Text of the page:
What they use for the “Braiding Using a Small Round Stull” are the silk threads that have been dyed beautifully.  They have been dyed with vegetable dyeing for the trial classes into the 3 “Ryukobo”-style colours of madder red, bamboo, and lithospermum root.  Ms. Kobayashi chose the pale green “bamboo”.  Mr. Fukuda will explain to you in details how to take the threads and braid them using both hands, and then, the class starts.


First, Mr. Fukuda will show you how to take the silk threads and braid them in what order.  The colour of the silk thread that he is braiding is the “madder red”.


“Bamboo” is a pale green colour.


“Lithospermum root” is beautiful in its elegant mauve colour.


Take the silk threads with your hands and braid them in an even movement.  The braided stitches will be more beautiful if you always pay attention to the threads and adjust them so they will not twist.


As you continue braiding, the braided threads continue to appear from the bottom of the “small round stull”.  On the other hand, as the reels of threads will continue to come up, you will find the right time to pull out the threads from the reels to adjust so you could go on braiding.


Mr. Fukuda checking the stitches braided by Ms. Kobayashi.  He says they are well braided!



Make the beautifully braided threads into a strap.  The delicate pale green colour is outstanding.

Experience the “finger braiding” skill that you can also try at home!

The second class she joined is the “Ancient-style Finger Braiding”.  It was Mr. Ryuta Fukuda of “Workshop Ryu”, who served as a coach.  The skill of finger braiding is used for this class.  This is a skill that had frequently been used until the latter half of the Edo Period.  The only tool you use is an “S-shaped hook” that you might also have at home.  According to Ryuta, “you can easily braid on your own at home, if you learned this braiding skill”.  He will explain to you how to hook the threads onto and off the fingers of both hands, just as you do when you do a cat’s cradle, and then, you will actually hook the silk threads on your fingers to start braiding.  Ms. Kobayashi, who had initially been awkward immediately got the knack and continues braiding.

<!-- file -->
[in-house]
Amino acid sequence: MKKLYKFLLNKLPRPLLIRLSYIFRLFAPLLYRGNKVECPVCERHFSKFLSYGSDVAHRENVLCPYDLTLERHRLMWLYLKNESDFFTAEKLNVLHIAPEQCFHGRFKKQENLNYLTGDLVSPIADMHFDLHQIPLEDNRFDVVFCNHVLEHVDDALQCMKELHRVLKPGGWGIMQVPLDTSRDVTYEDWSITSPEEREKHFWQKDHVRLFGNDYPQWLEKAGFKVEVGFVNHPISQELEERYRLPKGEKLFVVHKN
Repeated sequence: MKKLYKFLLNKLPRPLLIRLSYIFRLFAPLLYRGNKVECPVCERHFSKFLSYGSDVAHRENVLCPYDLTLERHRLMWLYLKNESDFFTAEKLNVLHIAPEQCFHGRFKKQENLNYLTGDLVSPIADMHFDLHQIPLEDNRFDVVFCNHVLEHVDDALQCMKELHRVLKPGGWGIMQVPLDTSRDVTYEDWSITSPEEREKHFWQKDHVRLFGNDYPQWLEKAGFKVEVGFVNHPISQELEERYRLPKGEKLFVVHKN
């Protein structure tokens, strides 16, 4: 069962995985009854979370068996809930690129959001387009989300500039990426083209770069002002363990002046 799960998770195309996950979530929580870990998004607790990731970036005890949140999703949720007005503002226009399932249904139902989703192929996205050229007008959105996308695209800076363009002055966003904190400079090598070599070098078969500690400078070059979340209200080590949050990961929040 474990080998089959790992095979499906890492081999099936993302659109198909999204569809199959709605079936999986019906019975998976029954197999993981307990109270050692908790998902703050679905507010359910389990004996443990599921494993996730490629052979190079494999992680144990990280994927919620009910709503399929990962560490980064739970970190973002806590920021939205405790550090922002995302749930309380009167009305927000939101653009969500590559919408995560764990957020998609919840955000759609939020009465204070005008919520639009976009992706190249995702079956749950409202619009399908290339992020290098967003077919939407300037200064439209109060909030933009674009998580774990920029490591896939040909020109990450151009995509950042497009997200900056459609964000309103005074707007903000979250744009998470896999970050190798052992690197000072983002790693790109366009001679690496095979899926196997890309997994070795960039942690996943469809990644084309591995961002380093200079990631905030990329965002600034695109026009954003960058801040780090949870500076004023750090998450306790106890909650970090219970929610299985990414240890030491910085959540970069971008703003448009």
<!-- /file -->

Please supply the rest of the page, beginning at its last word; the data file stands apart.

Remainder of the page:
After receiving an explanation on how to use your fingers, you will actually start braiding.



Depending on how tight you cross the threads, the braid will have more tender or tighter stitches.



Tie the end of the braid so that it will not come loose to finish.  As this is something you can do at home, it would be exciting to use whatever threads you have at home to make various kinds of braids.

On-site experience is also available beside the classes at the workshop!

This time, it was the trial classes at the workshop of “Ryukobo”.  However, an on-site experience is also available.  Please feel free to contact them if you are planning to take advantage of the experience for some events.

  • Name of the company: RYUKOBO Co., Ltd.
  • Address: 4-11 Tomizawacho, Nihombashi, Chuo-ku, Tokyo
  • Business hours: (11:00-16:00)
  • Regular holidays: Saturday, Sunday, National Holidays, Year-end and beginning of the year
  • Website: http://ryukobo.jp/
  • Access: 2-minute walk from “Ningyocho” Station, Metro Hibiya Line and Toei Asakusa Line, or 7-minute walk from “Hamacho” Station, Toei Shinjuku Line